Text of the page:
These are just a couple of simple examples, off the top of my head. Imagine how extensive the influence and changes that the Mac and Apple products and technologies have ushered into the world. And though you're right that perhaps they didn't "force" the world to change, one could easily argue that by being such a force for change and creating tools that were better and more efficient, they forced everyone else to do so. Just like we had to give in (forced) to machines digging out tunnels, Apple tools and products have forced us to change the way we use technology, do business, communicate, work, educate, etc. They're not the only ones who changed the world, but they have been a force for change.

 

Just pondering... :)

post #62 of 78
Jobs wasn't pushed to leave Apple in 1986. You meant 1996.
post #63 of 78
Originally Posted by bill42 View Post
Jobs wasn't pushed to leave Apple in 1986. You meant 1996.

 

What?

Originally Posted by Slurpy

There's just a TINY chance that Apple will also be able to figure out payments. Oh wait, they did already… …and you’re already f*ed.

 

Reply

Originally Posted by Slurpy

There's just a TINY chance that Apple will also be able to figure out payments. Oh wait, they did already… …and you’re already f*ed.

 

Reply
post #64 of 78
Quote:
Originally Posted by bill42 View Post

Jobs wasn't pushed to leave Apple in 1986. You meant 1996.

 

He meant 1986, or at least should have, since that IS when Jobs was booted.

post #65 of 78
I recall those early detractors of the Mac. Some of them seemed ridiculous even back then and look absolutely preposterous now. Things were said such as "It's just a toy," especially pointing out the toy-ish idea of a GUI and that something called a "mouse" (the word will never catch on) couldn't be taken seriously at all. Of course, no real, serious computer person would ever want to use such unprofessional stuff.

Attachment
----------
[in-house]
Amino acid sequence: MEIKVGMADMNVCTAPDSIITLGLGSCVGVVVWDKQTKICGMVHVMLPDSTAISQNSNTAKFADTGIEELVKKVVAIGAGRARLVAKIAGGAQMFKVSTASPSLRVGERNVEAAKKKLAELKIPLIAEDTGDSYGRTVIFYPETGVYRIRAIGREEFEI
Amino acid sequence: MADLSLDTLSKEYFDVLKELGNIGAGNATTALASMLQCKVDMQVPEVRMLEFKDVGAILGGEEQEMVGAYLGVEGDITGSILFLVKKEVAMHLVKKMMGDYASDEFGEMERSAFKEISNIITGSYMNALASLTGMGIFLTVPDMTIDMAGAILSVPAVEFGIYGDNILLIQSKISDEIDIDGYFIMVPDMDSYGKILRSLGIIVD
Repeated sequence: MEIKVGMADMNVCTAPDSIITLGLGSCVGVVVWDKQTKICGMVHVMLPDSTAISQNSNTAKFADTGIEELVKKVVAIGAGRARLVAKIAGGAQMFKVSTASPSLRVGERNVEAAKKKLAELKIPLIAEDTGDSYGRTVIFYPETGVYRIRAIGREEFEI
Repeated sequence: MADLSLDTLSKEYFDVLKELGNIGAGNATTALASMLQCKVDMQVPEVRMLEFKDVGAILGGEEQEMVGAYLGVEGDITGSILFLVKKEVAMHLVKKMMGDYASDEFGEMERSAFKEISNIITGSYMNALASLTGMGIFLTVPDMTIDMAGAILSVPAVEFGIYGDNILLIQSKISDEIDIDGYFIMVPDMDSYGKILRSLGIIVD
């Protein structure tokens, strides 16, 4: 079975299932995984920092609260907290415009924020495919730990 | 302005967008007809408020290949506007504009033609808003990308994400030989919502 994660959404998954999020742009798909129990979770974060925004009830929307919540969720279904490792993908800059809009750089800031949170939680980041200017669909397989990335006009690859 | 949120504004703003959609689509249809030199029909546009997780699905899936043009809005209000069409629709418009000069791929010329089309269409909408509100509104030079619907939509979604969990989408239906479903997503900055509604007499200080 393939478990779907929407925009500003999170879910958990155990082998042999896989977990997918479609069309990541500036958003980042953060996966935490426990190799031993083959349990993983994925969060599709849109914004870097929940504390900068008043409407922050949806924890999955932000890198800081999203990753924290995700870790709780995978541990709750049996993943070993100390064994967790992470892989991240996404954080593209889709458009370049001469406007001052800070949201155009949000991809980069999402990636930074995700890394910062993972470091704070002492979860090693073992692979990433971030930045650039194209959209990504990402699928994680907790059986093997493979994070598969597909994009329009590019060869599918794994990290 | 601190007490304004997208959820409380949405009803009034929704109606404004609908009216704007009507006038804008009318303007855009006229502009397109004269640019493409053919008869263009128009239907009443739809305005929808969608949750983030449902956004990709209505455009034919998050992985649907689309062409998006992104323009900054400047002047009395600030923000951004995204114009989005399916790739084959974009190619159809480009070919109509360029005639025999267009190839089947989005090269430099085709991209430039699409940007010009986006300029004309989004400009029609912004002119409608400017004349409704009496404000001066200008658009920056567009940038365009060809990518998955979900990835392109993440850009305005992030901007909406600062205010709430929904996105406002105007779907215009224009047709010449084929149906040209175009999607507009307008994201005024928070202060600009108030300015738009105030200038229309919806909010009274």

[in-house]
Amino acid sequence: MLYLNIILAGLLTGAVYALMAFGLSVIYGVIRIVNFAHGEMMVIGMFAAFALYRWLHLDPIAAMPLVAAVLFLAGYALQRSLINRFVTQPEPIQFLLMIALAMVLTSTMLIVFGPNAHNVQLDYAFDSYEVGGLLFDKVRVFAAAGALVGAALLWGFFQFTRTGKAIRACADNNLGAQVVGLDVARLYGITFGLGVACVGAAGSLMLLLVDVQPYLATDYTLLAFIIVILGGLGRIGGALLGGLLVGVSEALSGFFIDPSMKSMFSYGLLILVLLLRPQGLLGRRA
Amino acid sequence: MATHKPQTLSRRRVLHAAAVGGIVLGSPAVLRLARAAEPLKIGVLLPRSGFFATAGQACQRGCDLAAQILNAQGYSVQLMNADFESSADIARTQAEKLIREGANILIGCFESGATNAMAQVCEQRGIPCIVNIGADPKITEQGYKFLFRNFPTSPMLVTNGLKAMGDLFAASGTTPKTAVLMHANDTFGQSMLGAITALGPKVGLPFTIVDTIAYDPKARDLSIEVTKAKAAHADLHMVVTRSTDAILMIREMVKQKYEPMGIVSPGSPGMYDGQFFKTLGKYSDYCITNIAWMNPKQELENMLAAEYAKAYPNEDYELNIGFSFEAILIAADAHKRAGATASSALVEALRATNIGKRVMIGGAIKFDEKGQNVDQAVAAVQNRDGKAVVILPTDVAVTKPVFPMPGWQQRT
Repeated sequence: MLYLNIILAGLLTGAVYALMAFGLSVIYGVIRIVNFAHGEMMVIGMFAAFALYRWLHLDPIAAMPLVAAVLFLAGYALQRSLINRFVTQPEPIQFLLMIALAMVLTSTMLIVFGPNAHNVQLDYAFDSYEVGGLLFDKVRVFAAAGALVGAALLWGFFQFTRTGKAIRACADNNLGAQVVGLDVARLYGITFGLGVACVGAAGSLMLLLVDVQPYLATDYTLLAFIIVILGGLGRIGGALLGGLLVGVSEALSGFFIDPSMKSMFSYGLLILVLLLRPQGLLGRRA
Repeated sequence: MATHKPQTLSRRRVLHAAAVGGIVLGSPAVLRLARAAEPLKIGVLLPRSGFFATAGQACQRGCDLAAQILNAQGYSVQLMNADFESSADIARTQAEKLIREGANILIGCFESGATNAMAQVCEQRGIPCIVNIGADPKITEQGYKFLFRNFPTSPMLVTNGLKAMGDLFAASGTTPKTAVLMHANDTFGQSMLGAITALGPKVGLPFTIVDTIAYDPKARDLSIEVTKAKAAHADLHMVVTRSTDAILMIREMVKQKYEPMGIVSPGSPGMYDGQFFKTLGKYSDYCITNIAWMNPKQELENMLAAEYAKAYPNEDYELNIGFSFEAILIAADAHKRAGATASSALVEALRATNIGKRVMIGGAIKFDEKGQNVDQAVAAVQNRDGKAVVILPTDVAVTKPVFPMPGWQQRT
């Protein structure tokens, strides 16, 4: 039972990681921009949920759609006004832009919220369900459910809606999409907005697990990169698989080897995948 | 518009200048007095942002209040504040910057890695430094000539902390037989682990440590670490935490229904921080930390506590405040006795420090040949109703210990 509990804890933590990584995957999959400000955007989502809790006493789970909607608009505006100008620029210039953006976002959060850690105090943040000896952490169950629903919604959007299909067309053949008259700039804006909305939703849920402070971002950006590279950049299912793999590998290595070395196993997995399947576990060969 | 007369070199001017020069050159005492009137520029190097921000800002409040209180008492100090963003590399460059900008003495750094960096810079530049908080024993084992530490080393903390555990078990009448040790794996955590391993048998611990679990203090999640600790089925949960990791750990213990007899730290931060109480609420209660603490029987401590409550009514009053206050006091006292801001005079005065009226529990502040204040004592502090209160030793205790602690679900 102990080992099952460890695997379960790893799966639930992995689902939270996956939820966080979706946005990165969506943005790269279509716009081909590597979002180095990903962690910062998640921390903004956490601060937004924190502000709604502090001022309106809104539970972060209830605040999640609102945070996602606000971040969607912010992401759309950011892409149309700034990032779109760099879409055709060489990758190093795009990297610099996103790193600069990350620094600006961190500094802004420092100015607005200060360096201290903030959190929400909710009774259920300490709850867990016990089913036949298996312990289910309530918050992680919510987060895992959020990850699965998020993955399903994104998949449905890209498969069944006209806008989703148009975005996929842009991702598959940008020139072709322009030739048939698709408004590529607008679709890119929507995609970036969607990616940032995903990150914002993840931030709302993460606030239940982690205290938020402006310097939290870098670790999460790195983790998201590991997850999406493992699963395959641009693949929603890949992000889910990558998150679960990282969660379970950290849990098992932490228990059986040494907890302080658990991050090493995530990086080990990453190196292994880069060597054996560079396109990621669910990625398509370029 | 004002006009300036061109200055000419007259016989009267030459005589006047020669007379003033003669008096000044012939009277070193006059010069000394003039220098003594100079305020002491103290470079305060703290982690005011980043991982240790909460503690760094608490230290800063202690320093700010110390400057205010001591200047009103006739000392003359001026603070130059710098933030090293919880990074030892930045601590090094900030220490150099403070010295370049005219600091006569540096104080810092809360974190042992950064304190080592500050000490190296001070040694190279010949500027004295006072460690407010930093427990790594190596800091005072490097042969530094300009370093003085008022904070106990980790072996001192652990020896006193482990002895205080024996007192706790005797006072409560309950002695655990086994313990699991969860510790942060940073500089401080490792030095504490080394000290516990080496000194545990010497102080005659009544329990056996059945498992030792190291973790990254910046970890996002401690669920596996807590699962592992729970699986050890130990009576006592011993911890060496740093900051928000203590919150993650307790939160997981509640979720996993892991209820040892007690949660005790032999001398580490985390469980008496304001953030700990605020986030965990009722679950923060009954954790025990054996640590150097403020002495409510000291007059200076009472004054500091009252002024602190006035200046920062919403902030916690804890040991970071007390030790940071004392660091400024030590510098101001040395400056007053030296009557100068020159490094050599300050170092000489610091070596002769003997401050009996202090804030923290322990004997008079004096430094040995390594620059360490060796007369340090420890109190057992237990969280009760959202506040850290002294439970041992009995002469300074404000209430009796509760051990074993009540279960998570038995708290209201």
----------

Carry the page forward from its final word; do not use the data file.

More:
Has anybody ever used one of those silly mouse thingies? ;-)
post #66 of 78
Quote:
Originally Posted by Kento96 View Post

I recall those early detractors of the Mac. Some of them seemed ridiculous even back then and look absolutely preposterous now. Things were said such as "It's just a toy," especially pointing out the toy-ish idea of a GUI and that something called a "mouse" (the word will never catch on) couldn't be taken seriously at all. Of course, no real, serious computer person would ever want to use such unprofessional stuff.

Has anybody ever used one of those silly mouse thingies? ;-)

 

People said that it was a toy because the thing had a much wimpier CPU than a run of the mill PC and the famous 128KB of memory, so almost unusable for anything serious in that configuration. The GUI was always viewed as a good thing in my recollection, especially since professional workstations already had GUIs at the time.

post #67 of 78
Quote:
Originally Posted by SpamSandwich View Post

I theorize the next iMac will have an ultra-thin screen and the electronics will migrate into the base (which won't be massive, but somewhat similar to the "iPad Air" styling. In other words, a slim wedge).

They don't like to have seams in their products. Putting the components in the base would be like putting ~150W components into a Mac Mini and then they have to put the cabling through the hinge. The way it is now is pretty much the ultimate iMac design. I reckon the next big change will be to make it 4K/Retina/2160p. If the display prices don't drop quickly enough, the next iMac update could be a very weak update (Haswell refresh?) and might explain them holding back Thunderbolt 2 so they have a feature to add. 3D gesture input can be another unique element eventually.
post #68 of 78
Quote:
Originally Posted by marubeni View Post